Never any mention of our far smaller stomachs, or our far milder appetites, or our far crazier metabolisms (that increase proportionally with how many calories we eat).
So we assume that we’re just supposed to force-feed ourselves, but that’s a miserable time, and it gives us underwhelming results anyway. So after grinding out a typical bulking diet for a few weeks, we give up. We blame our genetics, thinking we’re doomed to stay skinny forever. And we never realize that we’ve got some incredible genetic advantages when it comes to building muscle—advantages that we can leverage.
Our differences run deep
There’s a huge amount of genetic variation between individuals. The differences between a naturally overweight “endomorph” and a naturally underweight “ectomorph” are far more extreme than most of us realize.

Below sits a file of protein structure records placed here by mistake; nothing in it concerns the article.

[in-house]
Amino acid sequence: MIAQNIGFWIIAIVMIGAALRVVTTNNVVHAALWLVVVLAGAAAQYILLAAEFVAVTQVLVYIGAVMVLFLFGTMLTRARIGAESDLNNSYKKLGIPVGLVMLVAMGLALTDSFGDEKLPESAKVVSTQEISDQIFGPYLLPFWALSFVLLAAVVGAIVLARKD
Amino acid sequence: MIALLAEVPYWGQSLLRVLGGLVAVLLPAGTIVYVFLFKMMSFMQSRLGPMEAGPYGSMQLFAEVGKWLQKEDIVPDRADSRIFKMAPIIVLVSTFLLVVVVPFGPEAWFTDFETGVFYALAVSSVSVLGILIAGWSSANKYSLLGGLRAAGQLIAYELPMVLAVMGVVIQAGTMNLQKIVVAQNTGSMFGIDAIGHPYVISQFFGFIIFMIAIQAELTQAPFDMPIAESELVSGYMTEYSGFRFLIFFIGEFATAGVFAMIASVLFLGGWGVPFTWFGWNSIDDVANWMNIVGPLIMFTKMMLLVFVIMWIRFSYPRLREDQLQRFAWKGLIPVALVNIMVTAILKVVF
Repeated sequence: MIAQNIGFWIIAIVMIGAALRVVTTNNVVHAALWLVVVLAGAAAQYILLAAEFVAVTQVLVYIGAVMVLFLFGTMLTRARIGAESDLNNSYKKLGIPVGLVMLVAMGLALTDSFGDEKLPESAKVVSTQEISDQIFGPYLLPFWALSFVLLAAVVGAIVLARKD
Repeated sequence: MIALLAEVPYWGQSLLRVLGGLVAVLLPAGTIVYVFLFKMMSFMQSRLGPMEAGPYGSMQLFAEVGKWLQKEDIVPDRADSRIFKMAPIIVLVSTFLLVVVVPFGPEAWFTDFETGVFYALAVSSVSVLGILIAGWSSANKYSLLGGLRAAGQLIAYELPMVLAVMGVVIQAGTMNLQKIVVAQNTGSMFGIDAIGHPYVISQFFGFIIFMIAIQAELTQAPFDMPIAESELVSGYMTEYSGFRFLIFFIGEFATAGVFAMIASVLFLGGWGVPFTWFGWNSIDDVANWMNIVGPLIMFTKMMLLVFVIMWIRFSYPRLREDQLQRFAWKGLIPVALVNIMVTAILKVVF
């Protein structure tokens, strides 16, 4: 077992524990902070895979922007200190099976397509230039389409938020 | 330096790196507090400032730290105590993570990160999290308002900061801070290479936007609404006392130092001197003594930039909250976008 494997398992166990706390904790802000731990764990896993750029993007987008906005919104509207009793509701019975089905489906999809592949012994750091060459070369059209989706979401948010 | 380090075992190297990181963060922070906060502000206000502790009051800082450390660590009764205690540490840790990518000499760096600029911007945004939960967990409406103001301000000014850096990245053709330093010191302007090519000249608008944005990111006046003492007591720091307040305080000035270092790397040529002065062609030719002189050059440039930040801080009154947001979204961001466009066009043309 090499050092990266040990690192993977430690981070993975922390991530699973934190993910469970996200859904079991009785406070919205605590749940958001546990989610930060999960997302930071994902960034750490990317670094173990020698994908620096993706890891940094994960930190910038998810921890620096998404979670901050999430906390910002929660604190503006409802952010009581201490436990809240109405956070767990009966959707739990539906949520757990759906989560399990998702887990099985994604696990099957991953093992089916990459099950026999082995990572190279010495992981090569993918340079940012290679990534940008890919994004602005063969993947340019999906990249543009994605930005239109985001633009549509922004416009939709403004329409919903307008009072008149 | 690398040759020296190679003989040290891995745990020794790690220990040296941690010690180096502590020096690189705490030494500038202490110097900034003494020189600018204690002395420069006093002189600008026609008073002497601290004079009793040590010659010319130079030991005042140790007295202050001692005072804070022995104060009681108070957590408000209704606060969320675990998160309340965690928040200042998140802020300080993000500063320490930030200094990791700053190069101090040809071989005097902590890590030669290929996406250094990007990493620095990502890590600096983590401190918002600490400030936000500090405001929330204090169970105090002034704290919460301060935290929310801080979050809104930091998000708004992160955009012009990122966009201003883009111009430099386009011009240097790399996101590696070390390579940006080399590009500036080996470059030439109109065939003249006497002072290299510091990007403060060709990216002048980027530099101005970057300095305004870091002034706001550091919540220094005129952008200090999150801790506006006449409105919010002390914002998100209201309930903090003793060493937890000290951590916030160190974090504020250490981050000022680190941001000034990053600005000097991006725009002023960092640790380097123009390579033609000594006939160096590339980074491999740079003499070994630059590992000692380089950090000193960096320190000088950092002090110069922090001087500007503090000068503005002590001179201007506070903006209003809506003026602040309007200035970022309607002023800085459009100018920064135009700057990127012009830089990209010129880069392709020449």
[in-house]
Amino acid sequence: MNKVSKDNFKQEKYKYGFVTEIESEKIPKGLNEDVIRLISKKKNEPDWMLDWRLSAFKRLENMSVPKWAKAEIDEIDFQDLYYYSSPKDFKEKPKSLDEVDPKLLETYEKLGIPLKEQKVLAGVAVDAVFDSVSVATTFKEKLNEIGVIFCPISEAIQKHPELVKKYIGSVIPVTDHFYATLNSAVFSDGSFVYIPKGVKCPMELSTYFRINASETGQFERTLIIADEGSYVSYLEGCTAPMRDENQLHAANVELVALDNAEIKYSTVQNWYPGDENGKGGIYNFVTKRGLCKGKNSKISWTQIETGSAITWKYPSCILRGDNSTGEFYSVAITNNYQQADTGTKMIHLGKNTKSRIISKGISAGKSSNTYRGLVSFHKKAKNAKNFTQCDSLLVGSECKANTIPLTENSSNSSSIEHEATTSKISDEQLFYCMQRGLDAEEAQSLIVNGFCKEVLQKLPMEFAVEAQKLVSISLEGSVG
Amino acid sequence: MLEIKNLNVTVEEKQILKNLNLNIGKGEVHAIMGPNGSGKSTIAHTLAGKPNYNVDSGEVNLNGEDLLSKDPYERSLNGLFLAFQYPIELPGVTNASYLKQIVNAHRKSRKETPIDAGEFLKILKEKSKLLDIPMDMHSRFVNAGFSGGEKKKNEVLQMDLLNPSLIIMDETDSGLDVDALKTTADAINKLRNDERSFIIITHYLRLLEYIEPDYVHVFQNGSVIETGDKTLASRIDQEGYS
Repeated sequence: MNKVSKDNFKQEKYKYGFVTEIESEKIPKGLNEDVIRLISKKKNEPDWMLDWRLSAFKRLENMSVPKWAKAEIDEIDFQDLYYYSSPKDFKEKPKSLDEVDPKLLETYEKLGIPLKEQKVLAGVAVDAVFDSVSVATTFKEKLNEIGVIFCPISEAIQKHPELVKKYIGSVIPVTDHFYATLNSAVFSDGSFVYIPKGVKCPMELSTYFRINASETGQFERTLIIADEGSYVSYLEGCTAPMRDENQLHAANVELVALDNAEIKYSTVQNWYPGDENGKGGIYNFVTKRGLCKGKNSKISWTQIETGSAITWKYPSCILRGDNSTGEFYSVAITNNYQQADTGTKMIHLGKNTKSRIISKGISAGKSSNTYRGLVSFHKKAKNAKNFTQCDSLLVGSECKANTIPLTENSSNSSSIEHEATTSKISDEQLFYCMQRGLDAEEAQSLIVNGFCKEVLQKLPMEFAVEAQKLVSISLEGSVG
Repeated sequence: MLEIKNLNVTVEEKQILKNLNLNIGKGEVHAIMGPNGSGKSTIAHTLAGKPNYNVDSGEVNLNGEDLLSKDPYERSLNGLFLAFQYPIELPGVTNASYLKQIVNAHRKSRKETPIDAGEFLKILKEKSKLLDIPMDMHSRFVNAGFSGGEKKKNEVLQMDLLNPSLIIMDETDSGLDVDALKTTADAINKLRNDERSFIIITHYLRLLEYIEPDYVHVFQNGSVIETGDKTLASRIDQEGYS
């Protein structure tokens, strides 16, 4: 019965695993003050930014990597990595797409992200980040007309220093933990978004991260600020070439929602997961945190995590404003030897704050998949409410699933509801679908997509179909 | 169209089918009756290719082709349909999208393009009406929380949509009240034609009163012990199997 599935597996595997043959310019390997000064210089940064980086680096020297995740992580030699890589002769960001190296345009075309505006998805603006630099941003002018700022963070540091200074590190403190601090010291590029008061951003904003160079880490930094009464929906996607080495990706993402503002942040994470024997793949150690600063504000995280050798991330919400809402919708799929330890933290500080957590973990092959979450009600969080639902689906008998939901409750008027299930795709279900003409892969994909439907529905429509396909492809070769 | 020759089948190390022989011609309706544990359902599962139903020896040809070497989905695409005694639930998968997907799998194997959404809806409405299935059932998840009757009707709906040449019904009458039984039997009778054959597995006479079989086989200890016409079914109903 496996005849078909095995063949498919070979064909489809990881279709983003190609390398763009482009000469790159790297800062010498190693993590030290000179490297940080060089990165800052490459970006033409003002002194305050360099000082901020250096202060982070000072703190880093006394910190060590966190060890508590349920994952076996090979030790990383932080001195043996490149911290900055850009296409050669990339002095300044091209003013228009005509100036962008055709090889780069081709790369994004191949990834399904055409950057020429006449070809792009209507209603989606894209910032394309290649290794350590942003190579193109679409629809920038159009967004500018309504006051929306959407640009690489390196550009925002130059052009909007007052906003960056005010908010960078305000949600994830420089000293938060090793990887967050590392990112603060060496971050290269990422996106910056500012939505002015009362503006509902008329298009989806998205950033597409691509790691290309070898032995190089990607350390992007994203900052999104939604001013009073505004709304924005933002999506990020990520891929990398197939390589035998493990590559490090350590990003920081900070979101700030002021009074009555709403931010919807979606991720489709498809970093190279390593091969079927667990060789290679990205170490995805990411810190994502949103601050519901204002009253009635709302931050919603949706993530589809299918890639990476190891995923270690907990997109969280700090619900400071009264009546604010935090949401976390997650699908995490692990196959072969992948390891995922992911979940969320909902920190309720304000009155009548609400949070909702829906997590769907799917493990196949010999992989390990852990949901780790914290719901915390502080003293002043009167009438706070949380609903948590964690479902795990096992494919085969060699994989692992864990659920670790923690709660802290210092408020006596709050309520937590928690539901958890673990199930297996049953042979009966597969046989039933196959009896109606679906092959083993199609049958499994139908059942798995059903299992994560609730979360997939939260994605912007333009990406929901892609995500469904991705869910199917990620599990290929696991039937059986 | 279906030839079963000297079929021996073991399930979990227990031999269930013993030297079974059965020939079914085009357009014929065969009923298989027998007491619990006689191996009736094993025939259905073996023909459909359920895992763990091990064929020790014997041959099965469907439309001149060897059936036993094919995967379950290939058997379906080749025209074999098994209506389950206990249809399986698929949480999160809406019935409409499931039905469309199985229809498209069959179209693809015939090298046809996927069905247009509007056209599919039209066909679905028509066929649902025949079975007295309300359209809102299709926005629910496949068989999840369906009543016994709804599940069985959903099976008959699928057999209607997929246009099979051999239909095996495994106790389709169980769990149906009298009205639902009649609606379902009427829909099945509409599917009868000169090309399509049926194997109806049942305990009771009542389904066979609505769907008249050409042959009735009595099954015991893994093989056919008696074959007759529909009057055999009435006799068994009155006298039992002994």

According to the Smithsonian, people with thin builds are good at travelling long distances in hot climates, radiating energy outwards so that they don’t overheat. We have smaller stomachs, faster metabolisms, lighter bones, longer limbs, and less body fat to insulate us. If you’re trying to run a marathon across the plains of Africa, being an ectomorph helps quite a lot. If you watch the summer Olympics, this will come as no surprise, as ectomorphs—especially those from places like Kenya—absolutely dominate the long-distance races.
They also argue that people with thick builds are good at conserving heat and hibernating, making endomorphs great for surviving harsh arctic winters. If you look at populations who evolved in Northern climates, such as the Inuit, you’ll notice that they tend to be short and thick—perfect for the cold.